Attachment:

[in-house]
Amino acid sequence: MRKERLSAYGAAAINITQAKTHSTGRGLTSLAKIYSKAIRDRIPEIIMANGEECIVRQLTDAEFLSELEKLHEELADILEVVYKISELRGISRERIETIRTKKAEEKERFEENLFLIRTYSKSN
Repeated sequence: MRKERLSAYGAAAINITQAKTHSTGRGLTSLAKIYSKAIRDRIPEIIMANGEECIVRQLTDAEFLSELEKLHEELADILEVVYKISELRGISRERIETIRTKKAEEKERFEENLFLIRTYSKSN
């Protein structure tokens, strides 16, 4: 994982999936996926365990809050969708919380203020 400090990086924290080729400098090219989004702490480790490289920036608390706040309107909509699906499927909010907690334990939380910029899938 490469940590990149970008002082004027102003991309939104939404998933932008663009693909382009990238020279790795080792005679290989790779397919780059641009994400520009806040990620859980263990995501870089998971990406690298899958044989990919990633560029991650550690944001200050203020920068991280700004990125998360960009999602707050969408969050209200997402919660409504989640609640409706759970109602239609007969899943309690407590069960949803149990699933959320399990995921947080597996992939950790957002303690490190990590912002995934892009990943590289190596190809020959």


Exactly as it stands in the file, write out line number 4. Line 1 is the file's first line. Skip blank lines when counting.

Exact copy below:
């Protein structure tokens, strides 16, 4: 994982999936996926365990809050969708919380203020 400090990086924290080729400098090219989004702490480790490289920036608390706040309107909509699906499927909010907690334990939380910029899938 490469940590990149970008002082004027102003991309939104939404998933932008663009693909382009990238020279790795080792005679290989790779397919780059641009994400520009806040990620859980263990995501870089998971990406690298899958044989990919990633560029991650550690944001200050203020920068991280700004990125998360960009999602707050969408969050209200997402919660409504989640609640409706759970109602239609007969899943309690407590069960949803149990699933959320399990995921947080597996992939950790957002303690490190990590912002995934892009990943590289190596190809020959």